Not meaning offense, but if it takes an entire day to install/adjust a RD, then a course at your LBS might be in order to brush up in this necessary skill for touring. They are very vulnerable and valuable pieces of machinery on the bike and knowing them well is an important skill to have when touring. Adjusting a RD is easier to do on the road if you turn the bike upside down so you can roll through the gears.

I have a similar job (can telecommute from wherever), but with a wife and young son I'm not quite as flexible as you are.

Have you considered a kind of hybrid bike/van setup? Get a van to use as a base camp, drive it to an area you want to explore, and then do day rides or multi-day rides, returning to the van to resupply, sleep, etc. While you are out biking you can park it on a safe-looking street or in a long-term parking lot. There are a lot of resources on the Web that cover this sort of thing.

You might also consider the national and international network of hostels. Most have maximum stay limits, probably a week or so. There aren't as many in the USA as there used to be, but internationally there are quite a lot. See

For Internet access you'd definitely want your own "MiFi" cellular hotspot so you aren't reliant on finding free WiFi. I've used both T-mobile and now Verizon 4G devices and they work well, even with VPN.

That is a nice little beach there at the walk/bike in section. I'll send a note when I get home from traveling.

Of course , the next big hurricane could wipe it out anyway.

Gear Talk / Re: Packing a DSLR?
« on: July 15, 2014, 02:06:31 pm »
I have an Ortlieb handlebar bag with their padded camera insert. Works great. You can't put a long lens on the body. , though.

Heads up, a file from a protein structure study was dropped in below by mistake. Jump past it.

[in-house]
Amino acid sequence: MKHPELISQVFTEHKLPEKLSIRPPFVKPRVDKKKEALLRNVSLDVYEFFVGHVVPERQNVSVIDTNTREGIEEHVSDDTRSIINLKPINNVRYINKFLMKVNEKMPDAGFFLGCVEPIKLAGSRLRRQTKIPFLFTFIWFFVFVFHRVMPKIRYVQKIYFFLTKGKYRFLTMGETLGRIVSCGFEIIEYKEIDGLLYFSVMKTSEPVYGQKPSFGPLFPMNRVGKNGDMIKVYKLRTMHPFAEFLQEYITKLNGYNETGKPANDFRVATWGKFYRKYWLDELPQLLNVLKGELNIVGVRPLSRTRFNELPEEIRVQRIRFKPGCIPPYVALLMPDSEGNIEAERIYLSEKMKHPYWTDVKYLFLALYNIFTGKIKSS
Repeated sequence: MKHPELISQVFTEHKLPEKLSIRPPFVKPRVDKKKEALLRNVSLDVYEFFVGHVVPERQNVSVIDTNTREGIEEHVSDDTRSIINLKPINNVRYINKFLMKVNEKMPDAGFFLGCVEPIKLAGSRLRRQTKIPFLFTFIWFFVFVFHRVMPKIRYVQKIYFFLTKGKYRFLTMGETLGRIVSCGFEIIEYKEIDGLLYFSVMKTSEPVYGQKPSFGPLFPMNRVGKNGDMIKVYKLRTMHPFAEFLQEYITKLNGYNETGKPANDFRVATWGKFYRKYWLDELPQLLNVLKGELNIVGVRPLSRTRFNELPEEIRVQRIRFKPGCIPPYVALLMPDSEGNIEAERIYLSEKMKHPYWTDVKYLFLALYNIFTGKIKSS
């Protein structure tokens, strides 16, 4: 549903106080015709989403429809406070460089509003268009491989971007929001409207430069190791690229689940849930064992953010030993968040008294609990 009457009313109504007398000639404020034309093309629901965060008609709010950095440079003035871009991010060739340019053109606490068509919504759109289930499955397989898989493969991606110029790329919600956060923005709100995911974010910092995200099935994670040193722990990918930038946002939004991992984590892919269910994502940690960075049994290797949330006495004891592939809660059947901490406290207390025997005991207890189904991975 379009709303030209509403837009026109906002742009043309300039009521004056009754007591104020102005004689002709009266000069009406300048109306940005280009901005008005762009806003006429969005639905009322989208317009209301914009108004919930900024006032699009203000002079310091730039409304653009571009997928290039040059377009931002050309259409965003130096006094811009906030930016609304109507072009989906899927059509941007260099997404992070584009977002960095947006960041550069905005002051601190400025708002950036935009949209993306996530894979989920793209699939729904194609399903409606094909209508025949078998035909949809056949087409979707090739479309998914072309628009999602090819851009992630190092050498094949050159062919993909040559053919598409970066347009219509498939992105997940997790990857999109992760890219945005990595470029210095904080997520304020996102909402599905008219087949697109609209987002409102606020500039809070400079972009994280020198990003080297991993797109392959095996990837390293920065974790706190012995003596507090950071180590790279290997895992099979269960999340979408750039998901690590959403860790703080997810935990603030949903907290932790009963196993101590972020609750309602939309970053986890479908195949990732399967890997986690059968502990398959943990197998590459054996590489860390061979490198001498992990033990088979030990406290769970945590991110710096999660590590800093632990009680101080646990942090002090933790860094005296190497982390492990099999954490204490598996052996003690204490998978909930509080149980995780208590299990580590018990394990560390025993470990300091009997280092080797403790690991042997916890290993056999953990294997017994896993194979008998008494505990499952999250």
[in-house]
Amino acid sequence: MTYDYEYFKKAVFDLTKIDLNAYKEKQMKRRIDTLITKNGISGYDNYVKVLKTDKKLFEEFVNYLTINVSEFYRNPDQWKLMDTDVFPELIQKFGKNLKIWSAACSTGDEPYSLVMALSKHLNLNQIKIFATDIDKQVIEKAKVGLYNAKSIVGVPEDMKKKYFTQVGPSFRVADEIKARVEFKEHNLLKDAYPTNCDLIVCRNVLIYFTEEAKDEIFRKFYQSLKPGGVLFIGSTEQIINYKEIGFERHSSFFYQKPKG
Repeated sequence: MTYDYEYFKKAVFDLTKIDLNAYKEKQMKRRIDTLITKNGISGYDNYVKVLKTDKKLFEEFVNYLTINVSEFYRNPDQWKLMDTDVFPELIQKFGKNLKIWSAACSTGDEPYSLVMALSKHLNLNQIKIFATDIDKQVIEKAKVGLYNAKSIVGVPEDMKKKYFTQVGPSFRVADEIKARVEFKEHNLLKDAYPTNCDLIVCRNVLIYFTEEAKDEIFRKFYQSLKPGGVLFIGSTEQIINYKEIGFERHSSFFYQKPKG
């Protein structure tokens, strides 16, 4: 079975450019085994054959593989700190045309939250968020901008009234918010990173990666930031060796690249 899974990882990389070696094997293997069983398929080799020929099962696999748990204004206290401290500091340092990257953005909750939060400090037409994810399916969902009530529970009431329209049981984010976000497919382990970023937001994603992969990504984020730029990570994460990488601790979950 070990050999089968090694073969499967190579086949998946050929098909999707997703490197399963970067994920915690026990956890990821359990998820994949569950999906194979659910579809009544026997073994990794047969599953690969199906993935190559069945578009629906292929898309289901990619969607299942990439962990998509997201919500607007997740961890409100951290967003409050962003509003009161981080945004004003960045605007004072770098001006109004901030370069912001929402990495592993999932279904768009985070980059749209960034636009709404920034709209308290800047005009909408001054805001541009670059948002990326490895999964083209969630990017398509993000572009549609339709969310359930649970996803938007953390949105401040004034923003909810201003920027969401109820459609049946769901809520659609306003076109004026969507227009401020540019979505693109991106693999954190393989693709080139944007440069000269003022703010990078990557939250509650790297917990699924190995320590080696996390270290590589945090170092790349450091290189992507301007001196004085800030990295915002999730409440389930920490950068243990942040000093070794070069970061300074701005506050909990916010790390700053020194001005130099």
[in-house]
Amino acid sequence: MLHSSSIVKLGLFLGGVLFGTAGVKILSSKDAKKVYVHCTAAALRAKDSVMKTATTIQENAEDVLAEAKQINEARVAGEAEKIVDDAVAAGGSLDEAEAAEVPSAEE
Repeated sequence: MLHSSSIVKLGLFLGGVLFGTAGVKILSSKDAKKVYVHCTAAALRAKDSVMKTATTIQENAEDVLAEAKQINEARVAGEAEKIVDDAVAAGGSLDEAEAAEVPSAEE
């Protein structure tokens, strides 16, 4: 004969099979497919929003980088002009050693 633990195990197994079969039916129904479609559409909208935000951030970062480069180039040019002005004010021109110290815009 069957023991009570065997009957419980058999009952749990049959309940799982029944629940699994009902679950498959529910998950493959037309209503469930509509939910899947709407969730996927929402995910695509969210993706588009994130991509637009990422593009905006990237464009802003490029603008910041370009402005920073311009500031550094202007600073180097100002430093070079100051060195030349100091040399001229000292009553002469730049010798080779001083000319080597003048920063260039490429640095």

New England / Re: trailhead for adirondack loop?
« on: June 12, 2014, 07:15:00 pm »
Speculator is a nice little town that is on the route (I believe). There are a few town parking lots there. You could probably let the police know you are parking there and all would be good.

It's a beautiful bike, but I think the price is very, very optimistic. A brand-new Co-Motion Cascadia S&S runs about the same price.

Youth Bicyle Travel / Re: Day tours with 2yo in bike trailer
« on: March 29, 2014, 02:18:55 pm »
Your best bet is to search for rail-trails in the areas you are traveling in. Your question is so broad with regard to location that it's kind of hard to answer.

A good resource to search out trails is the Rails to Trails Conservancy's "Traillink" website:

We've done day biking and even overnight tours with our son since he's been a bit over a year old (he's nine now). Lots of fun and a great way to explore. Hiking is good, too, of course, but you'll see a lot more on the bike. You just have to decide whether you will use the bikes enough to warrant bringing them. We did a cross-country tour with our campervan last summer and debated whether to bring the bikes. In the end we did, and I'm glad. We did rides in every national park we went to, and lots of other places, too. In a way it forced us to ride more, because had this idea that if we were lugging them around the country with us we better use them! So for us it was great.

We biked the closed part of the road in Grand Canyon South Rim to Hermit's Rest, an old stagecoach road in Yellowstone, the nice paved bike path in Grand Teton NP, around the campground and Lake McDonald area in Glacier NP, a rail-trail in Missoula, Mt., etc. One of our favorite memories of the entire 30-day trip is getting up early and biking the canyon road in Zion NP. Simply amazing, and totally uncrowded (we saw maybe 10 people max in an area that gets inundated during the main part of the day). And, of course, bikes are great at the campground and it's nice to be able to leave the vehicle parked and ride to the ice cream stand or whatever. You just need to look: you'll find plenty of places to do bike rides, even in parks or areas that might not seem too conducive to biking at first glance (like Grand Canyon).

Regarding transporting the trailer, that can be a bit of a pain, but I have seen waterproof bags that allow you to pack the trailer in them and then attach to an arm-type bike rack (hitch rack or similar). Space is always at a premium when RVing.